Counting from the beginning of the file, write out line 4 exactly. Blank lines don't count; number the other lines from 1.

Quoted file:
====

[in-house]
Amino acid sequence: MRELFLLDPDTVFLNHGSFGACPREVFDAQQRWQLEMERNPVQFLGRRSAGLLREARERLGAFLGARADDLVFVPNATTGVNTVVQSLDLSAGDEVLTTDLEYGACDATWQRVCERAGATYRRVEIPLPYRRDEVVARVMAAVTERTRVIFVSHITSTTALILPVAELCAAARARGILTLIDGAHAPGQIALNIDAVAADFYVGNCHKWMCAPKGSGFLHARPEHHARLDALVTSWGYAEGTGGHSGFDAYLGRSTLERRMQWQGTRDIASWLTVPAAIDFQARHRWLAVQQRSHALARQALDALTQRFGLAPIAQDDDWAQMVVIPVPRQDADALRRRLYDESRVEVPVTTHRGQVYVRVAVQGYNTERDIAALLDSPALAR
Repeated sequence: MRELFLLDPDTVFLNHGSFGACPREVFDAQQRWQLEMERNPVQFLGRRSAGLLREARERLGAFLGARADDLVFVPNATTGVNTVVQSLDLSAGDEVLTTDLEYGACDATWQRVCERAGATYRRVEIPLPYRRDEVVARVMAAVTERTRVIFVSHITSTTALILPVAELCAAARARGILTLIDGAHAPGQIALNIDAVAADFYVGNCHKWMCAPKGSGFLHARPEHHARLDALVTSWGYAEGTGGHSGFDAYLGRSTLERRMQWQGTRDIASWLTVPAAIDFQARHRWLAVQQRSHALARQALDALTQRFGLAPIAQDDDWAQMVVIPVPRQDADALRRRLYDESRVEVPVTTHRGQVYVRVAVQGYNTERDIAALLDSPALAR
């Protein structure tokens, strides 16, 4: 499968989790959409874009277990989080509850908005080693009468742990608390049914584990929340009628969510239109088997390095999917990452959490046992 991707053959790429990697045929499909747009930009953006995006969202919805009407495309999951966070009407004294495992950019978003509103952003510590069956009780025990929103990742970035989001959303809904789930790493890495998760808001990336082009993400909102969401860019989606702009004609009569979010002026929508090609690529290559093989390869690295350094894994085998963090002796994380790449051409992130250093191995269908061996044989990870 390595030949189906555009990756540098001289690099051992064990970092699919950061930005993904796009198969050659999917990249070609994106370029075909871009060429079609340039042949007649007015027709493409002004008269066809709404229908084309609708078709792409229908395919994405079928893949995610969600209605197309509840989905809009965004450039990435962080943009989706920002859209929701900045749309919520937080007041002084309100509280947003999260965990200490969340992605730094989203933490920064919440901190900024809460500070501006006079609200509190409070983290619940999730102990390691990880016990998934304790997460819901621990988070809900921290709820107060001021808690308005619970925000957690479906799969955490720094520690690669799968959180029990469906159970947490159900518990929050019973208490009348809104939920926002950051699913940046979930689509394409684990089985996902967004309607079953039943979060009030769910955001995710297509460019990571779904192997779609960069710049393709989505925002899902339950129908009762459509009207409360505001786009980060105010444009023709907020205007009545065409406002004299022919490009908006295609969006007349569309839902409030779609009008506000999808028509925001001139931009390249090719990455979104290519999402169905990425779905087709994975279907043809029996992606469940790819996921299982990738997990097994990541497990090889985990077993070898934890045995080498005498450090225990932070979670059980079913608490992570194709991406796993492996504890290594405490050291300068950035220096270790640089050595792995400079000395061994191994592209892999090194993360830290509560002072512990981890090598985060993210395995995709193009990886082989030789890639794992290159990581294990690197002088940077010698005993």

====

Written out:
């Protein structure tokens, strides 16, 4: 499968989790959409874009277990989080509850908005080693009468742990608390049914584990929340009628969510239109088997390095999917990452959490046992 991707053959790429990697045929499909747009930009953006995006969202919805009407495309999951966070009407004294495992950019978003509103952003510590069956009780025990929103990742970035989001959303809904789930790493890495998760808001990336082009993400909102969401860019989606702009004609009569979010002026929508090609690529290559093989390869690295350094894994085998963090002796994380790449051409992130250093191995269908061996044989990870 390595030949189906555009990756540098001289690099051992064990970092699919950061930005993904796009198969050659999917990249070609994106370029075909871009060429079609340039042949007649007015027709493409002004008269066809709404229908084309609708078709792409229908395919994405079928893949995610969600209605197309509840989905809009965004450039990435962080943009989706920002859209929701900045749309919520937080007041002084309100509280947003999260965990200490969340992605730094989203933490920064919440901190900024809460500070501006006079609200509190409070983290619940999730102990390691990880016990998934304790997460819901621990988070809900921290709820107060001021808690308005619970925000957690479906799969955490720094520690690669799968959180029990469906159970947490159900518990929050019973208490009348809104939920926002950051699913940046979930689509394409684990089985996902967004309607079953039943979060009030769910955001995710297509460019990571779904192997779609960069710049393709989505925002899902339950129908009762459509009207409360505001786009980060105010444009023709907020205007009545065409406002004299022919490009908006295609969006007349569309839902409030779609009008506000999808028509925001001139931009390249090719990455979104290519999402169905990425779905087709994975279907043809029996992606469940790819996921299982990738997990097994990541497990090889985990077993070898934890045995080498005498450090225990932070979670059980079913608490992570194709991406796993492996504890290594405490050291300068950035220096270790640089050595792995400079000395061994191994592209892999090194993360830290509560002072512990981890090598985060993210395995995709193009990886082989030789890639794992290159990581294990690197002088940077010698005993």